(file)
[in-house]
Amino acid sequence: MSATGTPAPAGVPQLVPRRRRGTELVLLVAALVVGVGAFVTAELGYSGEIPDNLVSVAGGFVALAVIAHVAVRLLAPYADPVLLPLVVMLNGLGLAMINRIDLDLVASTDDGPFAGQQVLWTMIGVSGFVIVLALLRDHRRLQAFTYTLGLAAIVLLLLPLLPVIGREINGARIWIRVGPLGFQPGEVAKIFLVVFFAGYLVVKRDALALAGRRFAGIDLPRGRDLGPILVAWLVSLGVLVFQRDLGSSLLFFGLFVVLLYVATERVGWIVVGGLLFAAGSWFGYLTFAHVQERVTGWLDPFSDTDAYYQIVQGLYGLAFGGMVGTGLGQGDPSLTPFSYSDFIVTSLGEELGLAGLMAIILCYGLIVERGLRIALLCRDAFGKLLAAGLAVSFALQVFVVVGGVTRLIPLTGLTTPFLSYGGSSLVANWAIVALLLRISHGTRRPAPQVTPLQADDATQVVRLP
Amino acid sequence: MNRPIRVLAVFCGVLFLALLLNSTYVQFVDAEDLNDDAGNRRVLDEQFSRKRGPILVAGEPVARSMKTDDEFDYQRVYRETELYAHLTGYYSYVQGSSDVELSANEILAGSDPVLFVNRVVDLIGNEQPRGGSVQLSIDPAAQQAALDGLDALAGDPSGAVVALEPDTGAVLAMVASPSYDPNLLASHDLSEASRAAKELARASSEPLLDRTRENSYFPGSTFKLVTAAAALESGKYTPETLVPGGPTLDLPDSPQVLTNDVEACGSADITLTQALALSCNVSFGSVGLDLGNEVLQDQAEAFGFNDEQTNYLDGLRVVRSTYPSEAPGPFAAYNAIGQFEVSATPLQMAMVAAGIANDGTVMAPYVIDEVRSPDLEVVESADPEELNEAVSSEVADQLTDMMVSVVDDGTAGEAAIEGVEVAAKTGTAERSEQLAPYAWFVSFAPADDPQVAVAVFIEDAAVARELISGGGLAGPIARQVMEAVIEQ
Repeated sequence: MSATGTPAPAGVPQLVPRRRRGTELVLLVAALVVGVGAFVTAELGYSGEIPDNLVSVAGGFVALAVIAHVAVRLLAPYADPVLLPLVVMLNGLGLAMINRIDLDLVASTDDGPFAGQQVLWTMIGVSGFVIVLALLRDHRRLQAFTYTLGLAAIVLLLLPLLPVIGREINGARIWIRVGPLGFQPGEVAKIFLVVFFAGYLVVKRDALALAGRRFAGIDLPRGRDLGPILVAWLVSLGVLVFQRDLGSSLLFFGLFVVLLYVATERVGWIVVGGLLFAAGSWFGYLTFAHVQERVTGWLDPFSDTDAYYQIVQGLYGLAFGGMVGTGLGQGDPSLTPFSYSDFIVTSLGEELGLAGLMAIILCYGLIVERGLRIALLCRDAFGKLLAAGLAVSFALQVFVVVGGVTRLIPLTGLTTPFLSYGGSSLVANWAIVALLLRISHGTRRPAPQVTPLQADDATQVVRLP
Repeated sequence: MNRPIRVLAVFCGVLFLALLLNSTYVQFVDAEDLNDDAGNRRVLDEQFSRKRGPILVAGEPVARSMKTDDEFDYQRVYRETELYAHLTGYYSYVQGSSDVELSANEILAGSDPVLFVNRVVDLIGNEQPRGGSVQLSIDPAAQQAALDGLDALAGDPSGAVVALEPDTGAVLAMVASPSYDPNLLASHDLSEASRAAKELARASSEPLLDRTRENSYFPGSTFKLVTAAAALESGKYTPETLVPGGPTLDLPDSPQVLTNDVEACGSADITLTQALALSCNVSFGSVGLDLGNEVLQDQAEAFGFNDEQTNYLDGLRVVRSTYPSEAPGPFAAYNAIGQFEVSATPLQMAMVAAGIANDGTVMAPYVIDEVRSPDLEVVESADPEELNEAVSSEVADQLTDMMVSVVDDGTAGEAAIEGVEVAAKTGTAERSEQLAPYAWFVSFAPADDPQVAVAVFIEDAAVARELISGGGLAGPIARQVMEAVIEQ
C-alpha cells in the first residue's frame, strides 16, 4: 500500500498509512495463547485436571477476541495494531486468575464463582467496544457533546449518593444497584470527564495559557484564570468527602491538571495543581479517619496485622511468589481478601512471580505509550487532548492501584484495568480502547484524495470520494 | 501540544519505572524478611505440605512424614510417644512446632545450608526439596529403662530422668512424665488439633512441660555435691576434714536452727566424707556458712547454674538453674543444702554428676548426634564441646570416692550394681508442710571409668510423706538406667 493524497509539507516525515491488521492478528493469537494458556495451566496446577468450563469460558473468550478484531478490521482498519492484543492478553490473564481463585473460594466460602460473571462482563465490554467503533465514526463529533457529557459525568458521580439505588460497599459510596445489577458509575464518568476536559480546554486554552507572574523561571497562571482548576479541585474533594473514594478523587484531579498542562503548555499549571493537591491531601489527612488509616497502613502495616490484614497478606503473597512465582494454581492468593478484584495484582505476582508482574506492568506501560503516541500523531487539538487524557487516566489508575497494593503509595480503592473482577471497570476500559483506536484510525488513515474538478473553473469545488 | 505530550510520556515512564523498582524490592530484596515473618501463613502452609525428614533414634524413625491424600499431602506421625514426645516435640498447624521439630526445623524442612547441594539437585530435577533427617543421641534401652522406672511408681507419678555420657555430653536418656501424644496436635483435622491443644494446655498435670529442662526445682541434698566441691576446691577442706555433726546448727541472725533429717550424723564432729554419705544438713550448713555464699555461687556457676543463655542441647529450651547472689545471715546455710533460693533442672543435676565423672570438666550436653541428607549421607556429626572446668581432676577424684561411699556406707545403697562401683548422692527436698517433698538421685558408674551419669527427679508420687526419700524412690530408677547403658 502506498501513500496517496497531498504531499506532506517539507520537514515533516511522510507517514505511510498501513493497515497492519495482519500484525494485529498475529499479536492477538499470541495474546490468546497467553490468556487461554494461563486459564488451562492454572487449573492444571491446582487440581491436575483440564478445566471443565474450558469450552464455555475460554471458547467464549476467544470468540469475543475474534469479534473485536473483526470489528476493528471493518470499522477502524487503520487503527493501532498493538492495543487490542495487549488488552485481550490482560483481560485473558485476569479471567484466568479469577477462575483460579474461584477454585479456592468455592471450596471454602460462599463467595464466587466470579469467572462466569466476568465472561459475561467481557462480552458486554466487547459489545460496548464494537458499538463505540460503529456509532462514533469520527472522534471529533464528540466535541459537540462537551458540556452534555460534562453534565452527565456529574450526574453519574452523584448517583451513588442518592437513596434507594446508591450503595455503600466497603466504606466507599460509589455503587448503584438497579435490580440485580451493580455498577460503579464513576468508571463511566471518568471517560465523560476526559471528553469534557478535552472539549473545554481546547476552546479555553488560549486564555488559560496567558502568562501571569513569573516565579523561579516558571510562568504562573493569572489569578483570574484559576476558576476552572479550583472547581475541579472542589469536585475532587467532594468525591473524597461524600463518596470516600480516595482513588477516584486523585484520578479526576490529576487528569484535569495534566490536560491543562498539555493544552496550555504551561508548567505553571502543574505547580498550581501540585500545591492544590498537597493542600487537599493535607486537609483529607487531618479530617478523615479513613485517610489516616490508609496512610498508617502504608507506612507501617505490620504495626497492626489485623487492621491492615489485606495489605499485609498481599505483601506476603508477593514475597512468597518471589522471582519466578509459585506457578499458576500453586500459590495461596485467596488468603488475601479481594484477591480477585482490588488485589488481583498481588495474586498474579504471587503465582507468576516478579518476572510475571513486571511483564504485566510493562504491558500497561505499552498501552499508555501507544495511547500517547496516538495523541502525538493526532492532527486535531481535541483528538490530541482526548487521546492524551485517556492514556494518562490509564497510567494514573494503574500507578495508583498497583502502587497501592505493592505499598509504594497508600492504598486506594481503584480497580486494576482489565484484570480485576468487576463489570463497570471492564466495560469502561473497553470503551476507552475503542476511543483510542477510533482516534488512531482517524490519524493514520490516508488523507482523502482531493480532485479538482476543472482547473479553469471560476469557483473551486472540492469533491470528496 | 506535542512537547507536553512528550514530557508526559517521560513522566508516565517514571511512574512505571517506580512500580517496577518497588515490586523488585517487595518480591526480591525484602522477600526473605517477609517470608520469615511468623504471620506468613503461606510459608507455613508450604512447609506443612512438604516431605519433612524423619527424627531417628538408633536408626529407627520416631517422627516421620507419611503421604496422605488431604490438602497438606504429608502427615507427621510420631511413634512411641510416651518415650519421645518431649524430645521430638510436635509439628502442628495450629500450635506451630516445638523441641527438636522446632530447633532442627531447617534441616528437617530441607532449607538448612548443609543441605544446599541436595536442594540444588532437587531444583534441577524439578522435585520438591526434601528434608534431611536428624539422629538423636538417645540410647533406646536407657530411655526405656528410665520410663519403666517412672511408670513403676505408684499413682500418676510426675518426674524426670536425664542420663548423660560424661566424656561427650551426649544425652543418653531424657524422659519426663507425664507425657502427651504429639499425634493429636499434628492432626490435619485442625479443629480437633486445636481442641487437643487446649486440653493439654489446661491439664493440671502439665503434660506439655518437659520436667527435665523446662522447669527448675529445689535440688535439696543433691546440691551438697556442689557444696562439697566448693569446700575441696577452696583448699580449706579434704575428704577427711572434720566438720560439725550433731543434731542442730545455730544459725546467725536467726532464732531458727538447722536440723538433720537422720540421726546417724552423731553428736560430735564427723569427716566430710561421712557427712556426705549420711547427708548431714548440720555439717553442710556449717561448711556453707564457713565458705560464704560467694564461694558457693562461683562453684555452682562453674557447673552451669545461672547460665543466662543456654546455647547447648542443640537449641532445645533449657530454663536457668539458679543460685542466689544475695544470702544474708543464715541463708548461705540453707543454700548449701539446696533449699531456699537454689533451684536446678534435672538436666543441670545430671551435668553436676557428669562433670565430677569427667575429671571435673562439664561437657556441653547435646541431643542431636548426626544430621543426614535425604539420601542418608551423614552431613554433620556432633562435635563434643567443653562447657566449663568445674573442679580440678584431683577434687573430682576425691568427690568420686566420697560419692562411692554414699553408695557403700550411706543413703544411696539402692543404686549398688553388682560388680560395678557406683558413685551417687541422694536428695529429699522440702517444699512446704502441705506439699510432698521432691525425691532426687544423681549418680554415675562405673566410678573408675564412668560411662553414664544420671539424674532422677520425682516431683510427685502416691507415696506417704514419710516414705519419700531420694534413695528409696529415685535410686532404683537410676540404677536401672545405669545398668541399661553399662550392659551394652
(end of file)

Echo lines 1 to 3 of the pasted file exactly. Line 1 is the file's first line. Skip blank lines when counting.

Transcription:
[in-house]
Amino acid sequence: MSATGTPAPAGVPQLVPRRRRGTELVLLVAALVVGVGAFVTAELGYSGEIPDNLVSVAGGFVALAVIAHVAVRLLAPYADPVLLPLVVMLNGLGLAMINRIDLDLVASTDDGPFAGQQVLWTMIGVSGFVIVLALLRDHRRLQAFTYTLGLAAIVLLLLPLLPVIGREINGARIWIRVGPLGFQPGEVAKIFLVVFFAGYLVVKRDALALAGRRFAGIDLPRGRDLGPILVAWLVSLGVLVFQRDLGSSLLFFGLFVVLLYVATERVGWIVVGGLLFAAGSWFGYLTFAHVQERVTGWLDPFSDTDAYYQIVQGLYGLAFGGMVGTGLGQGDPSLTPFSYSDFIVTSLGEELGLAGLMAIILCYGLIVERGLRIALLCRDAFGKLLAAGLAVSFALQVFVVVGGVTRLIPLTGLTTPFLSYGGSSLVANWAIVALLLRISHGTRRPAPQVTPLQADDATQVVRLP
Amino acid sequence: MNRPIRVLAVFCGVLFLALLLNSTYVQFVDAEDLNDDAGNRRVLDEQFSRKRGPILVAGEPVARSMKTDDEFDYQRVYRETELYAHLTGYYSYVQGSSDVELSANEILAGSDPVLFVNRVVDLIGNEQPRGGSVQLSIDPAAQQAALDGLDALAGDPSGAVVALEPDTGAVLAMVASPSYDPNLLASHDLSEASRAAKELARASSEPLLDRTRENSYFPGSTFKLVTAAAALESGKYTPETLVPGGPTLDLPDSPQVLTNDVEACGSADITLTQALALSCNVSFGSVGLDLGNEVLQDQAEAFGFNDEQTNYLDGLRVVRSTYPSEAPGPFAAYNAIGQFEVSATPLQMAMVAAGIANDGTVMAPYVIDEVRSPDLEVVESADPEELNEAVSSEVADQLTDMMVSVVDDGTAGEAAIEGVEVAAKTGTAERSEQLAPYAWFVSFAPADDPQVAVAVFIEDAAVARELISGGGLAGPIARQVMEAVIEQ